I do think I still would have been a writer, because I was writing all of our family stories from when I was a young kid.  And when I was 12 years old, before my father died, I had an early draft of the first story in Legend of a Suicide, focused on my parents’ divorce.  So I was already mining family material.  But I think his suicide and all the lies surrounding that suicide helped develop and focus my writing.

Why do you think Alaska is such a creative goldmine for you?

It’s the place of my childhood and remains mythic in my imagination.  As I’ve mentioned in several radio interviews with the BBC and the Guardian, I’d run around the rainforest imagining wolves or bears chasing me, and we really did have wolves and bears.  I’d sometimes fall through the false second floor of the rainforest, disappearing out of sight beneath the fallen branches.  And the giant halibut we caught served as metaphors for imagination.  Mottled dark green and brown, they were shapes first anticipated or imagined but then suddenly real as they rose from the depths.  We were always out on the water fishing, and water itself has always had such a powerful pull on me.  I like the idea, too, of story being born of place.  I believe that’s true.

What else were you up to while you were writing Legend? It’s hard to imagine you hammering out one of these stories and then watching a Friends re-run.

Ha.  I never watch TV (haven’t since I was about 13, around when my father died).  I wrote Legend over a ten-year span, so I was up to many other things, but what I most remember is sailing from San Diego, CA to Hawaii as I wrote Sukkwan Island, the novella at the center of the book.  I do remember a few of the other stories.  I wrote the first story, “Ichthyology” at 3 am after telling jokes to my housemates out in the hills south of San Francisco, and finished it the next afternoon, for instance.  We were living off the grid, no electricity, and I was cycling up to 60 miles a day to get to work and back.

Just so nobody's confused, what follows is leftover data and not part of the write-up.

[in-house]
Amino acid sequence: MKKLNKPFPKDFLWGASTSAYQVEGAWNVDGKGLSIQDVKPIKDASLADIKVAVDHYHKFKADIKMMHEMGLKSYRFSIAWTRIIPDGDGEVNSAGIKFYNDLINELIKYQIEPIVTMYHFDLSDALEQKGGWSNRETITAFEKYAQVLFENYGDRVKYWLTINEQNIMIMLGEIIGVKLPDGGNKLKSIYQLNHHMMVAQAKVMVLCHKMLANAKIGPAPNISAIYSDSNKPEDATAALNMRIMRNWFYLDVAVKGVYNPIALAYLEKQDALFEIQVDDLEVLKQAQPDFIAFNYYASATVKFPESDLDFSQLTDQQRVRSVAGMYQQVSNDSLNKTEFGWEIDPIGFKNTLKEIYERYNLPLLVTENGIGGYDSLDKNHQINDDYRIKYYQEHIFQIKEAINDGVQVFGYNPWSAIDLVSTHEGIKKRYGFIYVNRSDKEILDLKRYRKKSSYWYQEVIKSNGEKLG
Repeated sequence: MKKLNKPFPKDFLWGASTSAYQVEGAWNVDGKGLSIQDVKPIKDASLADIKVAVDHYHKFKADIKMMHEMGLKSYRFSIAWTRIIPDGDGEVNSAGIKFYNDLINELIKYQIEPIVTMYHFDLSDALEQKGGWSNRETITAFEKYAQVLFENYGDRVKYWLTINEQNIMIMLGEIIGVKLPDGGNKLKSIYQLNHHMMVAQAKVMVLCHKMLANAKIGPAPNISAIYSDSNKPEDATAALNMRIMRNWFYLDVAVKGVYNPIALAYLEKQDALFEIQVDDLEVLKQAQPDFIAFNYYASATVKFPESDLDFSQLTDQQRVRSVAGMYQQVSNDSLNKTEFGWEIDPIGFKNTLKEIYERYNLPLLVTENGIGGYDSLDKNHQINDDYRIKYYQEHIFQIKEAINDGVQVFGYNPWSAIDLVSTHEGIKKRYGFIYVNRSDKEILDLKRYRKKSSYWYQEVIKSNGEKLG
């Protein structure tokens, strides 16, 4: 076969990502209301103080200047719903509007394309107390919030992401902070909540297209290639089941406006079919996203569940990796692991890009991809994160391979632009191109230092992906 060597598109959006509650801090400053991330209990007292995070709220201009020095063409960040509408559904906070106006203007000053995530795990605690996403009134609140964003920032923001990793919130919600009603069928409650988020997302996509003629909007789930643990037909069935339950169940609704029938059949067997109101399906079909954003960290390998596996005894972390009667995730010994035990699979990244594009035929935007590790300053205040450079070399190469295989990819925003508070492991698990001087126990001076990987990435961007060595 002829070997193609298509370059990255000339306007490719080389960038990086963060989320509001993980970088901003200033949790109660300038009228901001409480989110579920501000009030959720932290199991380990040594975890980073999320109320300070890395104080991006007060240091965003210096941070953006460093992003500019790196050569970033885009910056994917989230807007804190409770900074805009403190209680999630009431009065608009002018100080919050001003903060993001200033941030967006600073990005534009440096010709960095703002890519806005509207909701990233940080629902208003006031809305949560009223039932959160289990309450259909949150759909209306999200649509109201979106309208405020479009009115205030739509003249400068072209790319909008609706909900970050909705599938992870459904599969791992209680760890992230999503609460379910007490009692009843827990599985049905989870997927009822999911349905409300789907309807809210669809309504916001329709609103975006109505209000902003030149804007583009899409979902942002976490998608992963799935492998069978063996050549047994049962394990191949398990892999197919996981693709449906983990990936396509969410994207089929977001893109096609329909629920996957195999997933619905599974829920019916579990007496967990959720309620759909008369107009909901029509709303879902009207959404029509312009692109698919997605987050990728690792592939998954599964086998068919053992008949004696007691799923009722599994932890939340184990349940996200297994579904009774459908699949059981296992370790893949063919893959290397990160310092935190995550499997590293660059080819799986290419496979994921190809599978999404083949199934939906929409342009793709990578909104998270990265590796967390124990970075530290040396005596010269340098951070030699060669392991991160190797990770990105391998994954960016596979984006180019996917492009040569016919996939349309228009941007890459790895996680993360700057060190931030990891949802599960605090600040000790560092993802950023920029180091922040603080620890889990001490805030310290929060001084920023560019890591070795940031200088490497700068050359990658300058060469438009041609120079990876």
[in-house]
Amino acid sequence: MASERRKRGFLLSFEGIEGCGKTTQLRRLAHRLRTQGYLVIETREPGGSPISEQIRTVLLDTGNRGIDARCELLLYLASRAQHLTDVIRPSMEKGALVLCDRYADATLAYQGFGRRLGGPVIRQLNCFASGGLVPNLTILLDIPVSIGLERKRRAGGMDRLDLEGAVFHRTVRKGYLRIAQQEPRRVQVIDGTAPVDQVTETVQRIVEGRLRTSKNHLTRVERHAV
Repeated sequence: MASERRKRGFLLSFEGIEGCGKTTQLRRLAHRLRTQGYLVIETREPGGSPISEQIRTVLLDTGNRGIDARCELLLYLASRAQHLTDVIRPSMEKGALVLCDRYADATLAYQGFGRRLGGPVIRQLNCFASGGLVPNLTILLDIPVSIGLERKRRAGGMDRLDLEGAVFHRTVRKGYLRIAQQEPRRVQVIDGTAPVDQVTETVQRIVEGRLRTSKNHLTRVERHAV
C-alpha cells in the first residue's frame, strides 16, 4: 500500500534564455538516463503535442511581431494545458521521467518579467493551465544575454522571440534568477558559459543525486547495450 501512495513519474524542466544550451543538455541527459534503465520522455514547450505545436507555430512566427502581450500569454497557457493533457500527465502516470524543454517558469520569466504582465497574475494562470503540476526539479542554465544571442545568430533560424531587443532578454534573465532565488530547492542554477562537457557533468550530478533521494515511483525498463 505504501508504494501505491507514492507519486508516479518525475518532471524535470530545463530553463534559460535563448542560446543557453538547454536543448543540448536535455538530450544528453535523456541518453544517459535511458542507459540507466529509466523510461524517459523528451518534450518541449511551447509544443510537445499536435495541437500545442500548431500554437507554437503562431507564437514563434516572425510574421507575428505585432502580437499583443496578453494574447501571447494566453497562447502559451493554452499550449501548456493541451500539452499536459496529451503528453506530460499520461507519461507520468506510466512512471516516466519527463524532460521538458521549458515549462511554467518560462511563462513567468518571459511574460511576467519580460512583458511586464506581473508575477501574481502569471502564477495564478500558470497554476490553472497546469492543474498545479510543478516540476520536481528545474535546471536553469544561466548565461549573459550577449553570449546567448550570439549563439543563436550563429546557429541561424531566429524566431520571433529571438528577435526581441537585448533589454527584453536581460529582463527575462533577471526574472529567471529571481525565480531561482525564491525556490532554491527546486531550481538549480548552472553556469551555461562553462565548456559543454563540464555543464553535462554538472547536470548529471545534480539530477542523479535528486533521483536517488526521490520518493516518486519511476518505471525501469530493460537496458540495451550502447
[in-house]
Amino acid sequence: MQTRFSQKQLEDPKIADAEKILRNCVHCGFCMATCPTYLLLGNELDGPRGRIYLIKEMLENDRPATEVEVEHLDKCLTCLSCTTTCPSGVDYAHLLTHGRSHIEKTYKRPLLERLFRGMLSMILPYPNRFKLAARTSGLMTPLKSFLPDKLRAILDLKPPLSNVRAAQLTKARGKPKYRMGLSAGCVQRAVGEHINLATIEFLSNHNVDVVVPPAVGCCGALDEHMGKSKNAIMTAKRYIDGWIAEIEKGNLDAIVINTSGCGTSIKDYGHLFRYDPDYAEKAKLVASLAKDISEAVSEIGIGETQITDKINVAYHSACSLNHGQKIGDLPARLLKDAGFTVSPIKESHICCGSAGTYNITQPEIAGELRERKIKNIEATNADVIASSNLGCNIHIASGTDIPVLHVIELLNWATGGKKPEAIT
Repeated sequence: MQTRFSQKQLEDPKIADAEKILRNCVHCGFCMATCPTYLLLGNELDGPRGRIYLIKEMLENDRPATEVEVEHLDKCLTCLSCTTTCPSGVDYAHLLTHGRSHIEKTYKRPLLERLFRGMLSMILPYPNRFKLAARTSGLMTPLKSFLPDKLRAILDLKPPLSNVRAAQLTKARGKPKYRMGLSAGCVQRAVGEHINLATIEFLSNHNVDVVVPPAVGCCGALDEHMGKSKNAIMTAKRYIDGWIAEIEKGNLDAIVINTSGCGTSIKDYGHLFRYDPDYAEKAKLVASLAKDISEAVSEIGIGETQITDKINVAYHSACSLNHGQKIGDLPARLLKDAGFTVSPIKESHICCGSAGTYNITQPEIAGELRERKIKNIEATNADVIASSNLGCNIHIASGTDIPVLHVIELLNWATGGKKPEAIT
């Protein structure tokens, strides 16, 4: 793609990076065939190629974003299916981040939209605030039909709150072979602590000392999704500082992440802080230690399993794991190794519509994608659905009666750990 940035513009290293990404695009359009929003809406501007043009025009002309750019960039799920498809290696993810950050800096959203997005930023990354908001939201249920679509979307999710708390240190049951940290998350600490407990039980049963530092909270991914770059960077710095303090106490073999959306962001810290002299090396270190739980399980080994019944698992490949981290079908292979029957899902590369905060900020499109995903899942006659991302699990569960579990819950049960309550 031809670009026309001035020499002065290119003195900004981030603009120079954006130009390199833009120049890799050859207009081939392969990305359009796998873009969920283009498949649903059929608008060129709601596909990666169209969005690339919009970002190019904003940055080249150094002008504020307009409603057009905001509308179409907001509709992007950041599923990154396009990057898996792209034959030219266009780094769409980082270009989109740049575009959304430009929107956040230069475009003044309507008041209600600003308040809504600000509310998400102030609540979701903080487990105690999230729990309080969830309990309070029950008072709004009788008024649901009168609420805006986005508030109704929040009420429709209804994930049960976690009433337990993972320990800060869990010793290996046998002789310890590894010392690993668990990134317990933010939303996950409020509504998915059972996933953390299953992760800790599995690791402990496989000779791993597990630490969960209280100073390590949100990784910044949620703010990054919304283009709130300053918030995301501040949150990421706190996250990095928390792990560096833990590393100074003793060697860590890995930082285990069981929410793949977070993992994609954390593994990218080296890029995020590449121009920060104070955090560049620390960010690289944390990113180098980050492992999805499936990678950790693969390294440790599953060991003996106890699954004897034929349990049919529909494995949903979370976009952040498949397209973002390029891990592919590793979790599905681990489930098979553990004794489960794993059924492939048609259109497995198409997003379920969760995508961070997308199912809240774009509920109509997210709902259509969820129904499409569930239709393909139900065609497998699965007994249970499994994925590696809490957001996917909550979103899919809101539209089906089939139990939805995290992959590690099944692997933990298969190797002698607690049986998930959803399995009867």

Why do you like fish so much?

Fish are so specialized and odd, there’s one out there to represent each of our human traits.  I think everything human can be mapped onto one fish or another and made clearer by the exaggeration of the fish’s adaptation.  I love, also, that many of them inhabit a world without air or light.  They are the unconscious, the place of mystery that we try to touch when we write.



If you wrote a children’s book, it would be called… The Halibut.

Name and species of any writer’s pets:  My wife and I have a cat named Cruiser.

Can you provide a photo relevant to your writing?

Ketchikan, Alaska, from when I was a kid. I'm not in the photo, but my dad Jim is far left, uncle Doug in middle, grandpa Roy on right, and the halibut is 250 pounds (18 stones).

The Little Cottage That Could

23 Nov

Remember how I like to write about where writers write? Today, I’ve got an especially covetable one to share (that is, if you’re a fan of fairy tales, lattice windows, beautiful woodwork, and staying tucked up in bed).

I’ve been waiting for any excuse to mention The Hermitage’s Rima Staines – she’s a nomadic artist and story-teller in the UK who lives in an other-wordly cottage on wheels (it’s actually a converted horsebox truck, with some key modern perks like mobile broadband). In this post she talks about the book she’s working on, her packed-to-the rafters work corner, and the squee-worthy laptop cradle her partner’s rigged up over their bed.

I know I’m not cut out for transient living, but it’s still something to think about when I’m stuck on the Central Line.

I'm pretty sure elves will just do her work for her.


Cover Edition of Who Wore It Better?

20 Nov

I’ve only just broken the first hundred pages of Sarah Waters’ The Little Stranger, but things are looking good. I woke up wondering what’s going to happen next, and musing over how sharply crafted the shit-hits-the-fan scene is – the dainty foreshadowing is hilarious.

On an entirely superficial note, the U.S. cover reminds me of something I wouldn’t want to read. Is it the type? The misty amber background? 

Hate Twilight? Take a Nap

18 Nov

Jezebel post about the Daily Mail’s Stephanie Meyer profile inspired the usual commenter-scorn I’ve come to expect for the ridiculously popular vampire scribe. What I found more interesting was the show of support for Meyer, even from those who don’t personally enjoy her writing. I haven’t read any of the Twilight books myself, but I can’t imagine they’d make me want to throw them across the room and start shouting about “kids these days.”